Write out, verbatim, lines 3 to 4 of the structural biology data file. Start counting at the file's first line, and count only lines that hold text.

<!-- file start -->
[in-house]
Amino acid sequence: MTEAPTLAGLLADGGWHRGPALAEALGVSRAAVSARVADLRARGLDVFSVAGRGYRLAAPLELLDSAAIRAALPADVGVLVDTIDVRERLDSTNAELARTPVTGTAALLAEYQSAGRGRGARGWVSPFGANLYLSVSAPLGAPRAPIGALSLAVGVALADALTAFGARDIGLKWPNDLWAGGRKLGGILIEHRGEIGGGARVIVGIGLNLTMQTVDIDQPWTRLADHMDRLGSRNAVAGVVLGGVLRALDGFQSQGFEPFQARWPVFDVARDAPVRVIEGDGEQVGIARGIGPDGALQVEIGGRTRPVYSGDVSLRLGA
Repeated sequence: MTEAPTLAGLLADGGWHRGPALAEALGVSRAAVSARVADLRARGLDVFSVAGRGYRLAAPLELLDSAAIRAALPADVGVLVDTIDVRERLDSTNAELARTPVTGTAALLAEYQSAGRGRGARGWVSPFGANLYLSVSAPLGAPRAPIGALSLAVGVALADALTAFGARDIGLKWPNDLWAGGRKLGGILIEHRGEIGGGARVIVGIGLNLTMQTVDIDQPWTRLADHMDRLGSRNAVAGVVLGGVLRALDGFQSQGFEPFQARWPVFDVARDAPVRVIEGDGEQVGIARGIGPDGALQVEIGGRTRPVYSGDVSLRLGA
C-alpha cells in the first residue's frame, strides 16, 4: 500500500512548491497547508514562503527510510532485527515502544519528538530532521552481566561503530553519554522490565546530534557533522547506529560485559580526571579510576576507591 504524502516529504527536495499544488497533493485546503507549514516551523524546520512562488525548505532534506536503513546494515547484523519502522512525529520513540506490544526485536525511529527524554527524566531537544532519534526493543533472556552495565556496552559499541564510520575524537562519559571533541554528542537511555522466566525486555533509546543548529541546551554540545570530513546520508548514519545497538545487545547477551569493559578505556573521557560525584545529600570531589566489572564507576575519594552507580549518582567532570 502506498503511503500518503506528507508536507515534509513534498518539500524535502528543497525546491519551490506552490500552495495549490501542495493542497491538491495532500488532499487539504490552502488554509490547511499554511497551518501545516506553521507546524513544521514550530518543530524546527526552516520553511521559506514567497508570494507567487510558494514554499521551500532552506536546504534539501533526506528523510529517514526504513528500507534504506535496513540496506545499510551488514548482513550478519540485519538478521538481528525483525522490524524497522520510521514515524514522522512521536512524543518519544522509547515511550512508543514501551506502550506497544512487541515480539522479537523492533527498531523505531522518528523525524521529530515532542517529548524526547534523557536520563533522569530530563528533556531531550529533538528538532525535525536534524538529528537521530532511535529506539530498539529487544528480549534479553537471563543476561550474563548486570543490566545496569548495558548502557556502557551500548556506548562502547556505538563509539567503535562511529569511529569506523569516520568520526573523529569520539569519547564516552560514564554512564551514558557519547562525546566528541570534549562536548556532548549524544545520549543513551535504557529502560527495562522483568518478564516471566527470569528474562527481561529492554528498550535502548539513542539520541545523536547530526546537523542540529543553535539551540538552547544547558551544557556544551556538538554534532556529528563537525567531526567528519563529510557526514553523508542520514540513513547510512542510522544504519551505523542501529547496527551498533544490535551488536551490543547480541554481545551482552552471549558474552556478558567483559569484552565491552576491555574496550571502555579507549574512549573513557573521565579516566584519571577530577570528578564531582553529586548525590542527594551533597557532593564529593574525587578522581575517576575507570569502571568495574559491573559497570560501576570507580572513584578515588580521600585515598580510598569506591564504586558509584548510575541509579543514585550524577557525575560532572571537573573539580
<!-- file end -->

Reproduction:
Repeated sequence: MTEAPTLAGLLADGGWHRGPALAEALGVSRAAVSARVADLRARGLDVFSVAGRGYRLAAPLELLDSAAIRAALPADVGVLVDTIDVRERLDSTNAELARTPVTGTAALLAEYQSAGRGRGARGWVSPFGANLYLSVSAPLGAPRAPIGALSLAVGVALADALTAFGARDIGLKWPNDLWAGGRKLGGILIEHRGEIGGGARVIVGIGLNLTMQTVDIDQPWTRLADHMDRLGSRNAVAGVVLGGVLRALDGFQSQGFEPFQARWPVFDVARDAPVRVIEGDGEQVGIARGIGPDGALQVEIGGRTRPVYSGDVSLRLGA
C-alpha cells in the first residue's frame, strides 16, 4: 500500500512548491497547508514562503527510510532485527515502544519528538530532521552481566561503530553519554522490565546530534557533522547506529560485559580526571579510576576507591 504524502516529504527536495499544488497533493485546503507549514516551523524546520512562488525548505532534506536503513546494515547484523519502522512525529520513540506490544526485536525511529527524554527524566531537544532519534526493543533472556552495565556496552559499541564510520575524537562519559571533541554528542537511555522466566525486555533509546543548529541546551554540545570530513546520508548514519545497538545487545547477551569493559578505556573521557560525584545529600570531589566489572564507576575519594552507580549518582567532570 502506498503511503500518503506528507508536507515534509513534498518539500524535502528543497525546491519551490506552490500552495495549490501542495493542497491538491495532500488532499487539504490552502488554509490547511499554511497551518501545516506553521507546524513544521514550530518543530524546527526552516520553511521559506514567497508570494507567487510558494514554499521551500532552506536546504534539501533526506528523510529517514526504513528500507534504506535496513540496506545499510551488514548482513550478519540485519538478521538481528525483525522490524524497522520510521514515524514522522512521536512524543518519544522509547515511550512508543514501551506502550506497544512487541515480539522479537523492533527498531523505531522518528523525524521529530515532542517529548524526547534523557536520563533522569530530563528533556531531550529533538528538532525535525536534524538529528537521530532511535529506539530498539529487544528480549534479553537471563543476561550474563548486570543490566545496569548495558548502557556502557551500548556506548562502547556505538563509539567503535562511529569511529569506523569516520568520526573523529569520539569519547564516552560514564554512564551514558557519547562525546566528541570534549562536548556532548549524544545520549543513551535504557529502560527495562522483568518478564516471566527470569528474562527481561529492554528498550535502548539513542539520541545523536547530526546537523542540529543553535539551540538552547544547558551544557556544551556538538554534532556529528563537525567531526567528519563529510557526514553523508542520514540513513547510512542510522544504519551505523542501529547496527551498533544490535551488536551490543547480541554481545551482552552471549558474552556478558567483559569484552565491552576491555574496550571502555579507549574512549573513557573521565579516566584519571577530577570528578564531582553529586548525590542527594551533597557532593564529593574525587578522581575517576575507570569502571568495574559491573559497570560501576570507580572513584578515588580521600585515598580510598569506591564504586558509584548510575541509579543514585550524577557525575560532572571537573573539580